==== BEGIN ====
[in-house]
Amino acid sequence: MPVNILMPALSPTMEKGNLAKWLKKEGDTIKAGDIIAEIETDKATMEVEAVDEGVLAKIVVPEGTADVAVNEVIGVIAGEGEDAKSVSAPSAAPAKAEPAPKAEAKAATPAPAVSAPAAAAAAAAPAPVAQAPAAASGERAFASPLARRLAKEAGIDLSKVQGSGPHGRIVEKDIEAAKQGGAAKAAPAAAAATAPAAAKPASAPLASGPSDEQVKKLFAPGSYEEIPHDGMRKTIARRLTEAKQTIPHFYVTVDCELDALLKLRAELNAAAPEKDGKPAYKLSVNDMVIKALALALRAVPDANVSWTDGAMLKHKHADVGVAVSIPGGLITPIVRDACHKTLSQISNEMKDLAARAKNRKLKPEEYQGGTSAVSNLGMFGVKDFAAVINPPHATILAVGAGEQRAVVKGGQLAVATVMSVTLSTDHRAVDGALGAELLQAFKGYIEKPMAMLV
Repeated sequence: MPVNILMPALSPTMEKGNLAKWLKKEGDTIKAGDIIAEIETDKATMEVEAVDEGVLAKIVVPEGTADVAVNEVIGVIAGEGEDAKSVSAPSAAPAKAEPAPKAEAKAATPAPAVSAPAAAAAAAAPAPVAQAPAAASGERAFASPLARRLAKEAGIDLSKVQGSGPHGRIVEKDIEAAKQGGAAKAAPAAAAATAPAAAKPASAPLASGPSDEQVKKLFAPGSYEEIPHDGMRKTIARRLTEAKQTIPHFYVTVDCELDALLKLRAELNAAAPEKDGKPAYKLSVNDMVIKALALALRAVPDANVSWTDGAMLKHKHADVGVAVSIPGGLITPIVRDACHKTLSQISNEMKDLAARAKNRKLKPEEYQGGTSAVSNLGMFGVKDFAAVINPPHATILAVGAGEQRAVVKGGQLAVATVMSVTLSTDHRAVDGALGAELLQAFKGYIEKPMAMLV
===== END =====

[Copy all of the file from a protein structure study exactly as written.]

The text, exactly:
[in-house]
Amino acid sequence: MPVNILMPALSPTMEKGNLAKWLKKEGDTIKAGDIIAEIETDKATMEVEAVDEGVLAKIVVPEGTADVAVNEVIGVIAGEGEDAKSVSAPSAAPAKAEPAPKAEAKAATPAPAVSAPAAAAAAAAPAPVAQAPAAASGERAFASPLARRLAKEAGIDLSKVQGSGPHGRIVEKDIEAAKQGGAAKAAPAAAAATAPAAAKPASAPLASGPSDEQVKKLFAPGSYEEIPHDGMRKTIARRLTEAKQTIPHFYVTVDCELDALLKLRAELNAAAPEKDGKPAYKLSVNDMVIKALALALRAVPDANVSWTDGAMLKHKHADVGVAVSIPGGLITPIVRDACHKTLSQISNEMKDLAARAKNRKLKPEEYQGGTSAVSNLGMFGVKDFAAVINPPHATILAVGAGEQRAVVKGGQLAVATVMSVTLSTDHRAVDGALGAELLQAFKGYIEKPMAMLV
Repeated sequence: MPVNILMPALSPTMEKGNLAKWLKKEGDTIKAGDIIAEIETDKATMEVEAVDEGVLAKIVVPEGTADVAVNEVIGVIAGEGEDAKSVSAPSAAPAKAEPAPKAEAKAATPAPAVSAPAAAAAAAAPAPVAQAPAAASGERAFASPLARRLAKEAGIDLSKVQGSGPHGRIVEKDIEAAKQGGAAKAAPAAAAATAPAAAKPASAPLASGPSDEQVKKLFAPGSYEEIPHDGMRKTIARRLTEAKQTIPHFYVTVDCELDALLKLRAELNAAAPEKDGKPAYKLSVNDMVIKALALALRAVPDANVSWTDGAMLKHKHADVGVAVSIPGGLITPIVRDACHKTLSQISNEMKDLAARAKNRKLKPEEYQGGTSAVSNLGMFGVKDFAAVINPPHATILAVGAGEQRAVVKGGQLAVATVMSVTLSTDHRAVDGALGAELLQAFKGYIEKPMAMLV